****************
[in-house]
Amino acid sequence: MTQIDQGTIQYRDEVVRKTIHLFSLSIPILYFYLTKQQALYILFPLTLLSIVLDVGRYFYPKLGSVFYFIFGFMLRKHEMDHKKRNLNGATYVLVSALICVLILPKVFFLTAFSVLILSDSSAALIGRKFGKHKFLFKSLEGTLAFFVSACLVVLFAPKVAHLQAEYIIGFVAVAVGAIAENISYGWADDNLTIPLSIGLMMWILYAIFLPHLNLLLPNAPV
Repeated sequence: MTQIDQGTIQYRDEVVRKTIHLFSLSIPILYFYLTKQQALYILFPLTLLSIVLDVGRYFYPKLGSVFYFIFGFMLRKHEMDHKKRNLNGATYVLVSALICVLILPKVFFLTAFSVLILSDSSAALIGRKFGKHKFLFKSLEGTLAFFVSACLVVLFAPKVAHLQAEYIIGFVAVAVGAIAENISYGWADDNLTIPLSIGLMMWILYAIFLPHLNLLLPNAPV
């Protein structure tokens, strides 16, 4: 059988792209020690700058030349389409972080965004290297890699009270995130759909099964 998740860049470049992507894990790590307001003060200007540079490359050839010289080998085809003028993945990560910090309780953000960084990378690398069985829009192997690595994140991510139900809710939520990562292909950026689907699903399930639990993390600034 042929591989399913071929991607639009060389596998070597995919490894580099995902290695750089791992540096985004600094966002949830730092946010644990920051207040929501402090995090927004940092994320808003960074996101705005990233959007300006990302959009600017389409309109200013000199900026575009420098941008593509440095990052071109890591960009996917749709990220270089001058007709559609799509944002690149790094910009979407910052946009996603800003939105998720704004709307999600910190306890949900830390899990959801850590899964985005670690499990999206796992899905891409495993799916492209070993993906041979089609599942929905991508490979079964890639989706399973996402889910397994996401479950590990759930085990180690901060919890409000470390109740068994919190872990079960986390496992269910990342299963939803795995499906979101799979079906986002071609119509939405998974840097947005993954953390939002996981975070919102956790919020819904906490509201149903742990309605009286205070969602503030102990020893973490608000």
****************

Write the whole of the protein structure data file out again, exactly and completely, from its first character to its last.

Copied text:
[in-house]
Amino acid sequence: MTQIDQGTIQYRDEVVRKTIHLFSLSIPILYFYLTKQQALYILFPLTLLSIVLDVGRYFYPKLGSVFYFIFGFMLRKHEMDHKKRNLNGATYVLVSALICVLILPKVFFLTAFSVLILSDSSAALIGRKFGKHKFLFKSLEGTLAFFVSACLVVLFAPKVAHLQAEYIIGFVAVAVGAIAENISYGWADDNLTIPLSIGLMMWILYAIFLPHLNLLLPNAPV
Repeated sequence: MTQIDQGTIQYRDEVVRKTIHLFSLSIPILYFYLTKQQALYILFPLTLLSIVLDVGRYFYPKLGSVFYFIFGFMLRKHEMDHKKRNLNGATYVLVSALICVLILPKVFFLTAFSVLILSDSSAALIGRKFGKHKFLFKSLEGTLAFFVSACLVVLFAPKVAHLQAEYIIGFVAVAVGAIAENISYGWADDNLTIPLSIGLMMWILYAIFLPHLNLLLPNAPV
């Protein structure tokens, strides 16, 4: 059988792209020690700058030349389409972080965004290297890699009270995130759909099964 998740860049470049992507894990790590307001003060200007540079490359050839010289080998085809003028993945990560910090309780953000960084990378690398069985829009192997690595994140991510139900809710939520990562292909950026689907699903399930639990993390600034 042929591989399913071929991607639009060389596998070597995919490894580099995902290695750089791992540096985004600094966002949830730092946010644990920051207040929501402090995090927004940092994320808003960074996101705005990233959007300006990302959009600017389409309109200013000199900026575009420098941008593509440095990052071109890591960009996917749709990220270089001058007709559609799509944002690149790094910009979407910052946009996603800003939105998720704004709307999600910190306890949900830390899990959801850590899964985005670690499990999206796992899905891409495993799916492209070993993906041979089609599942929905991508490979079964890639989706399973996402889910397994996401479950590990759930085990180690901060919890409000470390109740068994919190872990079960986390496992269910990342299963939803795995499906979101799979079906986002071609119509939405998974840097947005993954953390939002996981975070919102956790919020819904906490509201149903742990309605009286205070969602503030102990020893973490608000």